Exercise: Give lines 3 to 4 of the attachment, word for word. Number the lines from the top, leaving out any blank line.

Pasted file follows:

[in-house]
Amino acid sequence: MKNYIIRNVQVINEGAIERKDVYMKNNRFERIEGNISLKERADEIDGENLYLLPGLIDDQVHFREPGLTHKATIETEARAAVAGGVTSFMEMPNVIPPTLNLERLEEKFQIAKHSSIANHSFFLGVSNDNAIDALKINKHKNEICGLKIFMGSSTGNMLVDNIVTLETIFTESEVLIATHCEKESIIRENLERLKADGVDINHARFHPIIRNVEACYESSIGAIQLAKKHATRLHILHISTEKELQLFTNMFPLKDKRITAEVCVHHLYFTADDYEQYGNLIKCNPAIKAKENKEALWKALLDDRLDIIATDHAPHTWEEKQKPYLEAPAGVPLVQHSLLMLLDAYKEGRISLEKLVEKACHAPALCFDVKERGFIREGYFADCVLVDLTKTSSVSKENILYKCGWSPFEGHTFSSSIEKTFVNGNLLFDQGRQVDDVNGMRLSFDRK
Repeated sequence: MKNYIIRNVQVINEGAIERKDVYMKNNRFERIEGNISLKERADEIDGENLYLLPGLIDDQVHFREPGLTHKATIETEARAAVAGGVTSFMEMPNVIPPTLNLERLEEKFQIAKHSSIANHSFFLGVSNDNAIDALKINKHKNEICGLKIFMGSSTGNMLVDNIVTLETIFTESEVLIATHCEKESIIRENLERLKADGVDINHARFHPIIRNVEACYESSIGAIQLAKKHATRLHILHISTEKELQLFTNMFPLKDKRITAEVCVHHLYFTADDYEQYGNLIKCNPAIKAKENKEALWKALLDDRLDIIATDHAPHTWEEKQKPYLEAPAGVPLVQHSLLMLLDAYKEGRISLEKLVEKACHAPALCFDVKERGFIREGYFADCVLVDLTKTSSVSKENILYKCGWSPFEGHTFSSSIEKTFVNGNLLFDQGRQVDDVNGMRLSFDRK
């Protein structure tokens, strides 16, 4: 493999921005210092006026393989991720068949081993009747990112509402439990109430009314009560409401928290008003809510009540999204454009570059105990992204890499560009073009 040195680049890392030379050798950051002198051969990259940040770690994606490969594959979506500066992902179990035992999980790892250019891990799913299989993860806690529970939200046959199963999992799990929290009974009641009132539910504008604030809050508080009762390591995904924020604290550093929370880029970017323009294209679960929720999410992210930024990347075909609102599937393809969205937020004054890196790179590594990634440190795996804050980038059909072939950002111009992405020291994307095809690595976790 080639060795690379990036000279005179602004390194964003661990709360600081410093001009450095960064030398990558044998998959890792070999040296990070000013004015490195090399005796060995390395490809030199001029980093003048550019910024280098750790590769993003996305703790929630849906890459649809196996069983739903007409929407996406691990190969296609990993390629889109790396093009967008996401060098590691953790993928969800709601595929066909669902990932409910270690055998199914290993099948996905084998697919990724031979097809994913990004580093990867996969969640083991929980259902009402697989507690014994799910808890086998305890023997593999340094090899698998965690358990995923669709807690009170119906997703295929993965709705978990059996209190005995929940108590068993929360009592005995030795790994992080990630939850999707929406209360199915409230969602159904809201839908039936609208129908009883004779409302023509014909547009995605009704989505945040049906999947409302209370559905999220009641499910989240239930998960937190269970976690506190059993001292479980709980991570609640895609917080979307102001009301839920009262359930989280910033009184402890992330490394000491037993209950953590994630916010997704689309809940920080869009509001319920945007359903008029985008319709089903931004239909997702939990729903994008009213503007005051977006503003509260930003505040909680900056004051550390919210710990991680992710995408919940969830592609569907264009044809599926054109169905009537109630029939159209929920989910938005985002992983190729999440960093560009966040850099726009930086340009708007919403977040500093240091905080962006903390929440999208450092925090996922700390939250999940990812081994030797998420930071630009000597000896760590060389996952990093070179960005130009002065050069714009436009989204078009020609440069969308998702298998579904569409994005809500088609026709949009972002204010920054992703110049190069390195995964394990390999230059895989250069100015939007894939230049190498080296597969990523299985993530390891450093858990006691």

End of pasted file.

Repeated sequence: MKNYIIRNVQVINEGAIERKDVYMKNNRFERIEGNISLKERADEIDGENLYLLPGLIDDQVHFREPGLTHKATIETEARAAVAGGVTSFMEMPNVIPPTLNLERLEEKFQIAKHSSIANHSFFLGVSNDNAIDALKINKHKNEICGLKIFMGSSTGNMLVDNIVTLETIFTESEVLIATHCEKESIIRENLERLKADGVDINHARFHPIIRNVEACYESSIGAIQLAKKHATRLHILHISTEKELQLFTNMFPLKDKRITAEVCVHHLYFTADDYEQYGNLIKCNPAIKAKENKEALWKALLDDRLDIIATDHAPHTWEEKQKPYLEAPAGVPLVQHSLLMLLDAYKEGRISLEKLVEKACHAPALCFDVKERGFIREGYFADCVLVDLTKTSSVSKENILYKCGWSPFEGHTFSSSIEKTFVNGNLLFDQGRQVDDVNGMRLSFDRK
């Protein structure tokens, strides 16, 4: 493999921005210092006026393989991720068949081993009747990112509402439990109430009314009560409401928290008003809510009540999204454009570059105990992204890499560009073009 040195680049890392030379050798950051002198051969990259940040770690994606490969594959979506500066992902179990035992999980790892250019891990799913299989993860806690529970939200046959199963999992799990929290009974009641009132539910504008604030809050508080009762390591995904924020604290550093929370880029970017323009294209679960929720999410992210930024990347075909609102599937393809969205937020004054890196790179590594990634440190795996804050980038059909072939950002111009992405020291994307095809690595976790 080639060795690379990036000279005179602004390194964003661990709360600081410093001009450095960064030398990558044998998959890792070999040296990070000013004015490195090399005796060995390395490809030199001029980093003048550019910024280098750790590769993003996305703790929630849906890459649809196996069983739903007409929407996406691990190969296609990993390629889109790396093009967008996401060098590691953790993928969800709601595929066909669902990932409910270690055998199914290993099948996905084998697919990724031979097809994913990004580093990867996969969640083991929980259902009402697989507690014994799910808890086998305890023997593999340094090899698998965690358990995923669709807690009170119906997703295929993965709705978990059996209190005995929940108590068993929360009592005995030795790994992080990630939850999707929406209360199915409230969602159904809201839908039936609208129908009883004779409302023509014909547009995605009704989505945040049906999947409302209370559905999220009641499910989240239930998960937190269970976690506190059993001292479980709980991570609640895609917080979307102001009301839920009262359930989280910033009184402890992330490394000491037993209950953590994630916010997704689309809940920080869009509001319920945007359903008029985008319709089903931004239909997702939990729903994008009213503007005051977006503003509260930003505040909680900056004051550390919210710990991680992710995408919940969830592609569907264009044809599926054109169905009537109630029939159209929920989910938005985002992983190729999440960093560009966040850099726009930086340009708007919403977040500093240091905080962006903390929440999208450092925090996922700390939250999940990812081994030797998420930071630009000597000896760590060389996952990093070179960005130009002065050069714009436009989204078009020609440069969308998702298998579904569409994005809500088609026709949009972002204010920054992703110049190069390195995964394990390999230059895989250069100015939007894939230049190498080296597969990523299985993530390891450093858990006691």